A proven success scaling up nationally in South Africa, Praekelt.org has now introduced HealthAlert, a WhatsApp-based helpline disseminating accurate, timely COVID-19 information, with automated answers to frequently asked questions, relieving call centre traffic. Machine learning and its ability to understand natural language enable automatic triage advice and large volume conversations. Insights from real-time data support effective systems-level COVID- 19 decision-making. South Africa has launched HealthAlert as COVID-19 Connect, while the World Health Organization has launched HealthAlert for WhatsApp globally.
1) Friendship Bench Digital, Zimbabwe
Friendship Bench is an accessible, approachable problem-solving intervention offering cognitive behavioural treatment for common mental disorders beyond the psychiatrist’s office.
Developed in Zimbabwe with GCC funding, the Friendship Bench offers a proven, one-on-one therapy delivered by trained community health workers (“grandmothers”) on the grounds of municipal health clinics.
Tens of thousands of people have been treated at 72 clinics in four cities across Zimbabwe since 2016, and studies have documented that Friendship Bench users are three times less likely to experience depression and four times less likely to have symptoms of anxiety. Transitioning to scale as part of Zimbabwe’s Mental Health Strategy for 2019-2030, the model has been applied in diverse contexts, including Malawi, Zanzibar and New York City.
Partnered with Inuka Hero — an affiliated, SMS-based mental health support service also initiated with GCC support — the Friendship Bench program has been adapted for remote COVID-19 pandemic response, delivered free of charge via phone and SMS by trained non-professionals, enabling those in need to access effective, evidence-based psychological support while maintaining social distancing protocols.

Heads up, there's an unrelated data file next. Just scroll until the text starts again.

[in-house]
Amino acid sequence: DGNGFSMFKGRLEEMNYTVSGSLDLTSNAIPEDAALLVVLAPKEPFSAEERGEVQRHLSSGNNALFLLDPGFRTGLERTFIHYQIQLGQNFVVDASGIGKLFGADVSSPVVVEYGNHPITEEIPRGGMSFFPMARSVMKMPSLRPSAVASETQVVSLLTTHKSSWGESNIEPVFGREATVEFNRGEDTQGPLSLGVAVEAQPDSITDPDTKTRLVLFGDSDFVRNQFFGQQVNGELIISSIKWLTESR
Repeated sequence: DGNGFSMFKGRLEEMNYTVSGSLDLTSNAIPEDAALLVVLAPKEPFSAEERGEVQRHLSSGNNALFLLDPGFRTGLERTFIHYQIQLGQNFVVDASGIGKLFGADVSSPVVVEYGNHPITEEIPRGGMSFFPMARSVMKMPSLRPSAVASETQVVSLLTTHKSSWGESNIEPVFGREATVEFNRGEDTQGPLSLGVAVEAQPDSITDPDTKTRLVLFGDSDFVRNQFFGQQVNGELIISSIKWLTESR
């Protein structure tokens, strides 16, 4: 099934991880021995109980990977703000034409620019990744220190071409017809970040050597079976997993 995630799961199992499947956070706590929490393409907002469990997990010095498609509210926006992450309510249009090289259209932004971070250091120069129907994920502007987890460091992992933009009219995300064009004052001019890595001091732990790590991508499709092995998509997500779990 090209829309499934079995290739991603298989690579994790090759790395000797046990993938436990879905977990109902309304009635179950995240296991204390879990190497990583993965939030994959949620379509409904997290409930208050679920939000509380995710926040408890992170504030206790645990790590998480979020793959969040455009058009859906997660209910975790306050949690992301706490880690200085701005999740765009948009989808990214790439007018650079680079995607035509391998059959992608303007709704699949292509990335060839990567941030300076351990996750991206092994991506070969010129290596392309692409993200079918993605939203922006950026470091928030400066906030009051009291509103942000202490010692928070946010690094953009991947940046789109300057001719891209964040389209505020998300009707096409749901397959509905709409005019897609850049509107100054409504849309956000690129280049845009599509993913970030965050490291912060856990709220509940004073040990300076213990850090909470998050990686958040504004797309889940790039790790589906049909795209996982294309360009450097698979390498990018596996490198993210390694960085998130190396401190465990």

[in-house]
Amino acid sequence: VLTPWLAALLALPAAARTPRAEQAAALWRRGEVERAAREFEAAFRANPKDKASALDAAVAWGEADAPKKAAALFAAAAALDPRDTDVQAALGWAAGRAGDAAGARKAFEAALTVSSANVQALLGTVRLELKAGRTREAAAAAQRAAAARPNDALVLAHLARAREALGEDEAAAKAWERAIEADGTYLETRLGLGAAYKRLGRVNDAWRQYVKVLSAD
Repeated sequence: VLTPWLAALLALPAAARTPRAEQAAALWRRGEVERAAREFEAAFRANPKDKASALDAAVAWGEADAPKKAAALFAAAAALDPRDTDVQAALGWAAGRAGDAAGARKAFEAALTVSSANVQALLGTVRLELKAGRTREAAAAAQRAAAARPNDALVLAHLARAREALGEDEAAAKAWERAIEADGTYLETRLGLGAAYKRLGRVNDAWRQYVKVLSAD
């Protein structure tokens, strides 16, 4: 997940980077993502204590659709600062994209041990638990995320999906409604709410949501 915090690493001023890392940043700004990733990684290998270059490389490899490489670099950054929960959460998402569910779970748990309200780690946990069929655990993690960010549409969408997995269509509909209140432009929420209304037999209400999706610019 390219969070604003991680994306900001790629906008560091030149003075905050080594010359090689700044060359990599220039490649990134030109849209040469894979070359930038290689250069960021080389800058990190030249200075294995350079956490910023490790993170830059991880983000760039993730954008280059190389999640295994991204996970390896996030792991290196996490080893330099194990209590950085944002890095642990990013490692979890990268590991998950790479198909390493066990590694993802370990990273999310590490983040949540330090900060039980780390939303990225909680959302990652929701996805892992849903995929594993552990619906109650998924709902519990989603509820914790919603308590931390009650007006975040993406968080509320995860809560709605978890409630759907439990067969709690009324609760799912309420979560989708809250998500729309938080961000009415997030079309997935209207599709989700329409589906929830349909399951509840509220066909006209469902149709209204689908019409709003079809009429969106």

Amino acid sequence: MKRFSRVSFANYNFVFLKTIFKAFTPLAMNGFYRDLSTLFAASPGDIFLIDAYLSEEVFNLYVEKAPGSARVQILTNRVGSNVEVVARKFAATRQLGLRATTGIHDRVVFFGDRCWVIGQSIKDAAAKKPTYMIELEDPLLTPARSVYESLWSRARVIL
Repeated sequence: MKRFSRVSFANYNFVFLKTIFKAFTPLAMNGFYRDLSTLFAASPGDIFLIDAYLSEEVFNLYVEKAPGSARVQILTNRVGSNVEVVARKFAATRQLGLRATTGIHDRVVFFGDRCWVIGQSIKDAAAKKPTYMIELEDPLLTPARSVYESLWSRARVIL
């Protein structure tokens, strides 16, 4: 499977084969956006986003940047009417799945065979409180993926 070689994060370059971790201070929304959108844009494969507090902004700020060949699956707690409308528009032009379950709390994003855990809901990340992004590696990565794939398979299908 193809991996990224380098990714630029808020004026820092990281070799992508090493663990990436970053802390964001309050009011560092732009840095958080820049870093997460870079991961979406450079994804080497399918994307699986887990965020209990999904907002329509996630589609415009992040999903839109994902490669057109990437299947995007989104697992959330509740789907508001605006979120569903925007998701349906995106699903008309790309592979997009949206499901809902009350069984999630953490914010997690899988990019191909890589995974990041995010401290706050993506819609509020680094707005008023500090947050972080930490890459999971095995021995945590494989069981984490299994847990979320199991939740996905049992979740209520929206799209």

1) North Star Alliance East Africa (Kenya)
With high risk populations (i.e. truckers and sex workers) in mind, North Star Alliance has created a network of semi-mobile “Blue Box” facilities — shipping containers repurposed as health clinics situated along major transport routes in six sub-Saharan Africa countries.
GCC-funded programming includes multi-sectoral Crisis Response Teams to combat violence against sex workers, and an electronic medical records platform to follow and manage health data for highly-mobile, hard-to-track populations, and was already attracting the attention of local governments for its ability to serve hard-to-reach populations.
North Star now serves a key role in minimizing COVID-19 transmission within high-risk demographics, supporting infection prevention and control and health education via the Blue Box facilities, while its cross-border electronic health records system may help monitor the health of frequent high-risk travellers.
3) Healthy Entrepreneurs Uganda (Uganda)
Healthy Entrepreneurs’ integrated, end-to-end supply chain business involves a network of trained micro-entrepreneurs delivering affordable, reliable health products and services to rural women and children. Transitioning to scale with GCC support, the system offers soap, sanitizer, disinfectant, fever-reducing medications and other goods essential for containing COVID-19. IT is operating in Uganda, Kenya and Tanzania, and expanding into other African countries. A telemedicine platform facilitated by the organization allows for remote triage, risk assessment and referrals for last mile populations / self-isolated homes. It will also promote COVID-19-related knowledge and awareness, preventing rumours and misinformation.
1) Ubongo Learning Ltd. (Tanzania)
With GCC support, Ubongo locally produces culturally-relevant, multi-lingual, multi-media “edutainment” and other learning resources for young children and caregivers in Tanzania, Kenya and Uganda. TV and radio shows deliver engaging stories, animations and songs that teach children early numeracy, language and literacy, motor development, socio-emotional learning and good health / wellbeing, with complementary content and guidance for parents and caregivers to support home learning.
In light of COVID-19-related school closures across Africa, Ubongo is freely offering its library of TV and radio content, as well as public service announcements and educational videos to support health and hygiene.